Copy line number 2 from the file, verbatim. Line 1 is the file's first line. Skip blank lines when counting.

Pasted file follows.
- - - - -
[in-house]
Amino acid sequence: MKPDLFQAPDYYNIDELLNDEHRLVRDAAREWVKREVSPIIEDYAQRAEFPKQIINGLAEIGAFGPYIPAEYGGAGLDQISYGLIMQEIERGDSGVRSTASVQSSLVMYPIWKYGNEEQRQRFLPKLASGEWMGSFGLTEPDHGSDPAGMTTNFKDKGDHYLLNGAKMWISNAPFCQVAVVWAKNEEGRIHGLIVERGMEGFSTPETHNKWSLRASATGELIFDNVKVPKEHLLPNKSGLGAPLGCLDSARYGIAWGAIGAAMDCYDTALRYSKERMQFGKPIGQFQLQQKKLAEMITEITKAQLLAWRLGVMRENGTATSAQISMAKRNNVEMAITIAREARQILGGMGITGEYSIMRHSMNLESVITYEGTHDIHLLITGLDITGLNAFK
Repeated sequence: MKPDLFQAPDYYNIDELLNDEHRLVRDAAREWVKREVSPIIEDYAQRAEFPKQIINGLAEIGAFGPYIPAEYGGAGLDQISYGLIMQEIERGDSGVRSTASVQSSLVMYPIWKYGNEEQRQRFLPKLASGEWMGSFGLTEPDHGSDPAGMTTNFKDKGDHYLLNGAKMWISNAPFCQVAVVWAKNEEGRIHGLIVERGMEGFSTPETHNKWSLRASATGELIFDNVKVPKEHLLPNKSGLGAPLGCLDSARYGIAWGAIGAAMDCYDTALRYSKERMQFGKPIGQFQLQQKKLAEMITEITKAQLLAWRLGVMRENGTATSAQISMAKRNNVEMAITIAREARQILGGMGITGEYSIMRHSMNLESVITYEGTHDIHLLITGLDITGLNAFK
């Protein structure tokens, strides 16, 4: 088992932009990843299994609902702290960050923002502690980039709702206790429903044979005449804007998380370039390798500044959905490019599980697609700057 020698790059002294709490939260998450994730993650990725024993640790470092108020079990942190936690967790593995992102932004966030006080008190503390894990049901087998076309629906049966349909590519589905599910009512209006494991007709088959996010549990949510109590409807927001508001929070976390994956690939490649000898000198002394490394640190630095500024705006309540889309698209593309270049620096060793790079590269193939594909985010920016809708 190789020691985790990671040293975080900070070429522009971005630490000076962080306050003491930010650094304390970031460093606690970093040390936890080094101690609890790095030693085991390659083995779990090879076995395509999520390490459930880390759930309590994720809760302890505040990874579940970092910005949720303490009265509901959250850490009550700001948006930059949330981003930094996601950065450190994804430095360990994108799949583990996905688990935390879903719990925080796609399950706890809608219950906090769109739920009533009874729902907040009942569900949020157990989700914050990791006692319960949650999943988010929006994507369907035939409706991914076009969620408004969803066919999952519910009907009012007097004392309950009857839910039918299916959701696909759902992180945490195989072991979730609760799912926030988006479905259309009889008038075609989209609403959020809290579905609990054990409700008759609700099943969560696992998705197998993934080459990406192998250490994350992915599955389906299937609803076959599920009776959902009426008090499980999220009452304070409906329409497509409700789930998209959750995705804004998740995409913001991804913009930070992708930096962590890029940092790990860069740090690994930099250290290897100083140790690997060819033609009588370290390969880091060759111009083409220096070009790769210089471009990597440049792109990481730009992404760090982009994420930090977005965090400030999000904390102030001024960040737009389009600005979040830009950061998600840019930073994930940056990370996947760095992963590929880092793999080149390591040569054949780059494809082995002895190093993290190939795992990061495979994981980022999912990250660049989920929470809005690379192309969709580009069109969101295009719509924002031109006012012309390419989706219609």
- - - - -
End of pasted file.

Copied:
Amino acid sequence: MKPDLFQAPDYYNIDELLNDEHRLVRDAAREWVKREVSPIIEDYAQRAEFPKQIINGLAEIGAFGPYIPAEYGGAGLDQISYGLIMQEIERGDSGVRSTASVQSSLVMYPIWKYGNEEQRQRFLPKLASGEWMGSFGLTEPDHGSDPAGMTTNFKDKGDHYLLNGAKMWISNAPFCQVAVVWAKNEEGRIHGLIVERGMEGFSTPETHNKWSLRASATGELIFDNVKVPKEHLLPNKSGLGAPLGCLDSARYGIAWGAIGAAMDCYDTALRYSKERMQFGKPIGQFQLQQKKLAEMITEITKAQLLAWRLGVMRENGTATSAQISMAKRNNVEMAITIAREARQILGGMGITGEYSIMRHSMNLESVITYEGTHDIHLLITGLDITGLNAFK